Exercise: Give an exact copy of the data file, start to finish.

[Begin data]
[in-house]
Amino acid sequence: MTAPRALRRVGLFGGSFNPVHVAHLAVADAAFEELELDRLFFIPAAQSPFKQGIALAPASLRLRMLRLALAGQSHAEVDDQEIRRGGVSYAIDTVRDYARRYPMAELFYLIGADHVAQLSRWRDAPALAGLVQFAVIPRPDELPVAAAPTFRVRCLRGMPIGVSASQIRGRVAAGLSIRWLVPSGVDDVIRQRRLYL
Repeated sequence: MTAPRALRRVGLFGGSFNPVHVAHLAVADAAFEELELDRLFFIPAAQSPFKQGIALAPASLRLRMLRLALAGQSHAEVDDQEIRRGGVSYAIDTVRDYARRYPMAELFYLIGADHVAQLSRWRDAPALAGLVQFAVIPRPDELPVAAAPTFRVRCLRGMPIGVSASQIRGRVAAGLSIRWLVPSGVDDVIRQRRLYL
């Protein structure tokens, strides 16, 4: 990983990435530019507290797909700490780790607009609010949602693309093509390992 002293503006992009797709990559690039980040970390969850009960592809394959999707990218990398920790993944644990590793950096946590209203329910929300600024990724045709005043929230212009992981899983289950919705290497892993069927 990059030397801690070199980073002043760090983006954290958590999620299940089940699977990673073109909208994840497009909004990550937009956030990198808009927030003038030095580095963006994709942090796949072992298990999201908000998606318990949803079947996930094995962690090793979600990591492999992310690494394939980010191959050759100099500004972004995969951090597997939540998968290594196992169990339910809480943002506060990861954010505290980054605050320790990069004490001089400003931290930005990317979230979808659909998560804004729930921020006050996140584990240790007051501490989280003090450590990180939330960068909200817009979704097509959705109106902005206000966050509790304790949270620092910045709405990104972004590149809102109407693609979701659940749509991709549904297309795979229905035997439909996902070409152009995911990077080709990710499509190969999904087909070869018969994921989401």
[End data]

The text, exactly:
[in-house]
Amino acid sequence: MTAPRALRRVGLFGGSFNPVHVAHLAVADAAFEELELDRLFFIPAAQSPFKQGIALAPASLRLRMLRLALAGQSHAEVDDQEIRRGGVSYAIDTVRDYARRYPMAELFYLIGADHVAQLSRWRDAPALAGLVQFAVIPRPDELPVAAAPTFRVRCLRGMPIGVSASQIRGRVAAGLSIRWLVPSGVDDVIRQRRLYL
Repeated sequence: MTAPRALRRVGLFGGSFNPVHVAHLAVADAAFEELELDRLFFIPAAQSPFKQGIALAPASLRLRMLRLALAGQSHAEVDDQEIRRGGVSYAIDTVRDYARRYPMAELFYLIGADHVAQLSRWRDAPALAGLVQFAVIPRPDELPVAAAPTFRVRCLRGMPIGVSASQIRGRVAAGLSIRWLVPSGVDDVIRQRRLYL
């Protein structure tokens, strides 16, 4: 990983990435530019507290797909700490780790607009609010949602693309093509390992 002293503006992009797709990559690039980040970390969850009960592809394959999707990218990398920790993944644990590793950096946590209203329910929300600024990724045709005043929230212009992981899983289950919705290497892993069927 990059030397801690070199980073002043760090983006954290958590999620299940089940699977990673073109909208994840497009909004990550937009956030990198808009927030003038030095580095963006994709942090796949072992298990999201908000998606318990949803079947996930094995962690090793979600990591492999992310690494394939980010191959050759100099500004972004995969951090597997939540998968290594196992169990339910809480943002506060990861954010505290980054605050320790990069004490001089400003931290930005990317979230979808659909998560804004729930921020006050996140584990240790007051501490989280003090450590990180939330960068909200817009979704097509959705109106902005206000966050509790304790949270620092910045709405990104972004590149809102109407693609979701659940749509991709549904297309795979229905035997439909996902070409152009995911990077080709990710499509190969999904087909070869018969994921989401």